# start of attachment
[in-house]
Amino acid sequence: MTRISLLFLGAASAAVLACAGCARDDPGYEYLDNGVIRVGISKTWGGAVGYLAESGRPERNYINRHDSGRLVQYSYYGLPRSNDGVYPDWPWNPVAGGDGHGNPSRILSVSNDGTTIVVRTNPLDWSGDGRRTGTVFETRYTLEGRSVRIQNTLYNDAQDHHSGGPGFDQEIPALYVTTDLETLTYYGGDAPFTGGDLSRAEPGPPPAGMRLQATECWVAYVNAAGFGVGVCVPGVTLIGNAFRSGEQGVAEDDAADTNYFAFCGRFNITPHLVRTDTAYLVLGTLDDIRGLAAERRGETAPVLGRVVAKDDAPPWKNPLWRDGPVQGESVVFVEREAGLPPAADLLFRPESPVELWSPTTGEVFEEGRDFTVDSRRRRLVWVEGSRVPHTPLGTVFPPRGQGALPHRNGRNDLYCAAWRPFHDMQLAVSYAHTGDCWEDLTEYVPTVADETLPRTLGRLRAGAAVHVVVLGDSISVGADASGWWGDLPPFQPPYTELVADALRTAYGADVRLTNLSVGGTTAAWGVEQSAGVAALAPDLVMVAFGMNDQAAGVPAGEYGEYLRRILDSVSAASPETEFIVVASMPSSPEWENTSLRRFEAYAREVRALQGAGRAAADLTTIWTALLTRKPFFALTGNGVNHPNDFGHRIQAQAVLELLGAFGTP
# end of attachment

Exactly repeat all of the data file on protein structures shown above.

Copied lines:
[in-house]
Amino acid sequence: MTRISLLFLGAASAAVLACAGCARDDPGYEYLDNGVIRVGISKTWGGAVGYLAESGRPERNYINRHDSGRLVQYSYYGLPRSNDGVYPDWPWNPVAGGDGHGNPSRILSVSNDGTTIVVRTNPLDWSGDGRRTGTVFETRYTLEGRSVRIQNTLYNDAQDHHSGGPGFDQEIPALYVTTDLETLTYYGGDAPFTGGDLSRAEPGPPPAGMRLQATECWVAYVNAAGFGVGVCVPGVTLIGNAFRSGEQGVAEDDAADTNYFAFCGRFNITPHLVRTDTAYLVLGTLDDIRGLAAERRGETAPVLGRVVAKDDAPPWKNPLWRDGPVQGESVVFVEREAGLPPAADLLFRPESPVELWSPTTGEVFEEGRDFTVDSRRRRLVWVEGSRVPHTPLGTVFPPRGQGALPHRNGRNDLYCAAWRPFHDMQLAVSYAHTGDCWEDLTEYVPTVADETLPRTLGRLRAGAAVHVVVLGDSISVGADASGWWGDLPPFQPPYTELVADALRTAYGADVRLTNLSVGGTTAAWGVEQSAGVAALAPDLVMVAFGMNDQAAGVPAGEYGEYLRRILDSVSAASPETEFIVVASMPSSPEWENTSLRRFEAYAREVRALQGAGRAAADLTTIWTALLTRKPFFALTGNGVNHPNDFGHRIQAQAVLELLGAFGTP